The set for Oatmeal and a Cigarette incorporates more afghans than you could shake a knitting needle at, and pretty soon we know why. Doting big brother Claire, who has been raising Billy for 27 years and answers to “Mommie,” knits in the evenings. Knits enough security blankets for a regiment.
The premise here — Billy is 30 but thinks he’s 3 — is open to plenty of cheap laughs but the script and the cast sidestep temptation. As Billy, Daniel J. Kiely uses his considerable bulk to terrific effect; dread locks and beard only setting off his open face where expressions as pure as primary colors come and go. Claire (Karl Gregory) and Babysitter Jane (Madeline Maher) are in what is at first an unspoken rivalry for Billy’s trust. The competition quickly becomes not only verbal but also loud. Both need Billy to complete their visions of themselves. Claire’s seeing himself as Mommie might stem from a mother who decamped; Babysitter (and graduate student) Jane needs him for the practical purpose of her thesis. Billy is her subject, publication her object, and removal of Billy from what she sees as an unhealthy environment a collateral issue.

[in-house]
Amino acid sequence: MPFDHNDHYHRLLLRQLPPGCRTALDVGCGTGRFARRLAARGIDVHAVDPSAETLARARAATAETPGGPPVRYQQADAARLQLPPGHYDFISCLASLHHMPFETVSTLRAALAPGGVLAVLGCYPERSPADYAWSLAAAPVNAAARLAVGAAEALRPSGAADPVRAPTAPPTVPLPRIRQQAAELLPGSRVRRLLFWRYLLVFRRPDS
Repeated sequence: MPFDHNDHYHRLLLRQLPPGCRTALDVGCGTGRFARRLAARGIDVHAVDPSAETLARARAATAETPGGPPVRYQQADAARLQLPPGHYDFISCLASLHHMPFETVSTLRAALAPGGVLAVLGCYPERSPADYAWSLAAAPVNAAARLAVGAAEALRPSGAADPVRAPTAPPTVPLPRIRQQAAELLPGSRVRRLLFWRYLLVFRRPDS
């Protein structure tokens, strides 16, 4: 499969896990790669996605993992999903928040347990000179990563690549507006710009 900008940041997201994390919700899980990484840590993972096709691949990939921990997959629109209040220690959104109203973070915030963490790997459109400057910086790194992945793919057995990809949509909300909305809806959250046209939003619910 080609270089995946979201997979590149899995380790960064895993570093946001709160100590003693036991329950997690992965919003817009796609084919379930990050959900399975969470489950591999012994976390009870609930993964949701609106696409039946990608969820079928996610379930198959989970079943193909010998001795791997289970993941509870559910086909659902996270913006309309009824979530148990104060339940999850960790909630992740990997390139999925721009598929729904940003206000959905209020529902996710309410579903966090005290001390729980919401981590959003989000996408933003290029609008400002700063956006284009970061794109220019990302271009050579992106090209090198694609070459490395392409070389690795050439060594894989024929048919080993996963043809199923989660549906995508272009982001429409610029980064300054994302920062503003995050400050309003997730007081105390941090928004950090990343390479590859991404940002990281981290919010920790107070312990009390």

Sex is the wild card, of course. Billy’s sexuality. Even for someone who thinks he’s 3, those post-puberty urges come along. Babysitter Jane faces more than she bargained for.
This play, sharp and together and headed inexorably down its road, reached finished form through group action by Bad Dog! Productions of Ithaca, N.Y. The three actors, playwright and director George Sapio (founder of Bad Dog!) and Melissa Thompson, stage manager and Sapio’s co-director, took the idea of Billy and played with it through “improvisation, character games, acting exercises, until the characters and story started to show,” Sapio says. Then he began to write, with continual input from his collaborators.
This is ensemble work ticking along at high speed, with results that are extremely funny and surprisingly moving. All three cast members inhabit their parts as though they lived them, and the pace of the show is just right. Throw in a great imitation of a lawn mower and a tooth-brushing scene that touches the heart, and you have Oatmeal and a Cigarette.
A minor quibble: Karl Gregory looks way too young to be Daniel J. Kiely’s older brother and must have taken over supplying his oatmeal at the age of 2. But that’s not vital. Suspension of disbelief is what theater is all about.
— Jane Durrell